A week after the allotment rule change, Long Beach officials announced that all 27 available slots would be allotted to JetBlue.  It was later uncovered that JetBlue had actually received the 27 flight slots just hours after the council vote to increase the slot use deadline. The widely perceived backroom deal would become the first in a string of JetBlue controversies in Long Beach.  Leaders in airport impacted neighborhood and LGB’s other airline tenants blasted JetBlue’s backroom deal. 

The May 23, 2001 press conference/ceremony announcing the airline deal featured JetBlue executives and the whos-who of Long Beach government. Then Airport Manager Chris Kunze stated: “Long Beach Airport and JetBlue have much in common — we’re both customer-friendly and low cost. We’re looking forward to our relationship and to the expanded flight offerings and destinations. I am personally very excited about JetBlue’s brand new, neighborhood-friendly  fleet of aircraft.”

When JetBlue arrived in Long Beach as an upstart airline in 2001, 27 (65%) of the 41 available airline slots were unfilled at the Long Beach Airport.  When JetBlue took all 25 available slots, the airline was seen by many as the economic savior of the Long Beach Airport and economy.

However, by the time JetBlue arrived in Long Beach in 2001, the city’s neighborhoods in the 4th and 8th Districts most impacted by the aircraft noise had already been working together for 20 years toward limiting the times and numbers of flights into Long Beach.  Led by then 8th Distinct Councilmember Ed Tuttle, the original HUSH (Homes Under Stress and Hazard) neighborhood activist organization was formed.  In the early 1960s, HUSH had filed an airport lawsuit and was eventually able to get the Long Beach Airport Noise Ordinance passed in 1981. The Long Beach Noise Ordinance was one of just a handful of municipal noise restrictions grandfathered in under the 1990 federal Airport Noise and Capacity Act (ANCA) to establish a federal program for review of airport noise and access restrictions.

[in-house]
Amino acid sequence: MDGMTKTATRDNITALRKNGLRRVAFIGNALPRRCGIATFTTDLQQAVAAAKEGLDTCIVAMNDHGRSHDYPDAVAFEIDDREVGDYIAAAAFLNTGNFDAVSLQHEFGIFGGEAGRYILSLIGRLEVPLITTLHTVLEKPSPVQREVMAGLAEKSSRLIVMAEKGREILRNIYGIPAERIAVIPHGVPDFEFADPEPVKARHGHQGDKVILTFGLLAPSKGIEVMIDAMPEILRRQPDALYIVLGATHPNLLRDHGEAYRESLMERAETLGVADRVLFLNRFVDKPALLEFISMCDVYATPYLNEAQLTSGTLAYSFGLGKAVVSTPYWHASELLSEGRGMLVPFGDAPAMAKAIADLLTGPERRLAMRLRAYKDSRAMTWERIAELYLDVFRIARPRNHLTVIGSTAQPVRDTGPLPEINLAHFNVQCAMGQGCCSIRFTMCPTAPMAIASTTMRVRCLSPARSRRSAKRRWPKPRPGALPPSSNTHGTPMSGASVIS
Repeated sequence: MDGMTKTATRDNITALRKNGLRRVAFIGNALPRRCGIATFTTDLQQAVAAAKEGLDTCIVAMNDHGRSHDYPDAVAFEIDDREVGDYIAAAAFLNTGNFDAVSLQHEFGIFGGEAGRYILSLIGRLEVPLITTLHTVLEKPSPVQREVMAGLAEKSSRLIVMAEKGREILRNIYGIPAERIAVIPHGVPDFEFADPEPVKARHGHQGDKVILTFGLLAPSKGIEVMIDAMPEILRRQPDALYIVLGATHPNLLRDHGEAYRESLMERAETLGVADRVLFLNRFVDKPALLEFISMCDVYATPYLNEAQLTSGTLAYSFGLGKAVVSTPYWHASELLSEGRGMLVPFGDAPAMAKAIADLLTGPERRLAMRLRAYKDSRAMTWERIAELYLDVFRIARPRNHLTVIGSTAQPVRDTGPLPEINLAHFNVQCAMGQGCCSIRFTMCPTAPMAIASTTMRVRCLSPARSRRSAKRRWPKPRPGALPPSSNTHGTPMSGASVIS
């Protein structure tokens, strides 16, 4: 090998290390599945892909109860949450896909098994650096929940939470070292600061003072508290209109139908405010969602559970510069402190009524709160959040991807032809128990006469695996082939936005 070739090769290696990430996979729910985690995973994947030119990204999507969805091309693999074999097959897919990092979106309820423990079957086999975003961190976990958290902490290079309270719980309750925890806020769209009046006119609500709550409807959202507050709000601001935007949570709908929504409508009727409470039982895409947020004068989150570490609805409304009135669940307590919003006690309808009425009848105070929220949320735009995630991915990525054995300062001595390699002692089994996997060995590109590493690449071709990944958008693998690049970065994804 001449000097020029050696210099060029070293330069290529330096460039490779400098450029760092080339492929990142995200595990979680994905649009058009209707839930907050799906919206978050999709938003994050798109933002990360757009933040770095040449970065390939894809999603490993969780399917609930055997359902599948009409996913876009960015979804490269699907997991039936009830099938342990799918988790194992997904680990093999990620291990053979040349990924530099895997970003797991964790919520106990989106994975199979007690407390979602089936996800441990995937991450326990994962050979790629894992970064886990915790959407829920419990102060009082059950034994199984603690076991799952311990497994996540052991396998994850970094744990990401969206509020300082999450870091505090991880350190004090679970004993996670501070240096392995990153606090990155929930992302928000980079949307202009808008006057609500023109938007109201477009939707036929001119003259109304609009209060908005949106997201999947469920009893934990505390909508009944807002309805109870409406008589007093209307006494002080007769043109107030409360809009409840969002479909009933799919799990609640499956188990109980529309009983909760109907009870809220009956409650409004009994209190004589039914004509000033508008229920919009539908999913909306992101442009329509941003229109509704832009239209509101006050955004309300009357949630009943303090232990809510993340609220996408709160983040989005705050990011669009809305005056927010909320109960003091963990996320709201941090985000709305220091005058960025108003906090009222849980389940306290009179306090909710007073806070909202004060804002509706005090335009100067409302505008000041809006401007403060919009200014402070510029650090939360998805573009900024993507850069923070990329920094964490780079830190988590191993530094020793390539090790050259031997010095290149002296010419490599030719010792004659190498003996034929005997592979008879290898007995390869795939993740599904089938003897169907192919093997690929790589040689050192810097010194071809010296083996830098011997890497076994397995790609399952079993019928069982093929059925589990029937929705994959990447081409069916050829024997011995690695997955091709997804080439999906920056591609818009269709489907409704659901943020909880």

Eleven months after the JetBlue slot agreement announcement, American Airlines, and Alaska Airlines threatened to sue the City of Long Beach. The airlines accused city officials of violating federal law by assigning all 27 slots to JetBlue. The airlines alleged that the allocation process was done in secrecy and without a competitive response from the other airlines at LGB.  This was the first of what would be almost 20 years of controversies with JetBlue in Long Beach.

Ten months later in February 2003 with the FAA mediating, a final settlement agreement was reached between the City of Long Beach and JetBlue and the plaintiff airlines – American and Alaska. The agreement settled the allocation of operating slots at LGB.

JetBlue wants terminal upgrades

In its deal with Long Beach, JetBlue not only received all 27 remaining flight slots but also a promise for improvements to the Long Beach Airport.  

In May 2004 JetBlue went before the Long Beach Airport Advisory Commission and requested new terminal facilities be built for a future forecast of upwards of 7 million annual travelers. JetBlue wanted the new terminal to be in the 110,000 square feet range. Opponents called the proposed size an expensive “Supersizing”  that was unnecessary for an airport with a 41 daily flight cap. The opponents led by 8th District neighborhood leader Rae Gabelich formed LBHUSH2  to battle the supersizing of the airport.  JetBlue supporters led by the Long Beach Chamber of Commence leadership formed the Long Beach Alliance.  

That same year Gabelich and 4th District neighborhood leader Patrick O’Donnell would be elected to the City Council by ousting their district’s sitting councilman.

Three years later in April 2007,  in a split 5-3 vote, the City Council voted to approve an 89,995 square-foot terminal. A lawsuit was eventually filed by the Long Beach Council of PTAs against the new proposed terminal’s EIR.

After legal and construction delays, the  $45 million new departure lounge terminal opened in December 2012. The “compromise” terminal would become an award-winning “boutique airport: consistently appearing on top ten airport lists.  LGB’s lack of passenger boarding bridges (aka jetways) and its walk-on-the- tarmac-to-board experience would become a major feature for the historic airport.

The International Terminal controversy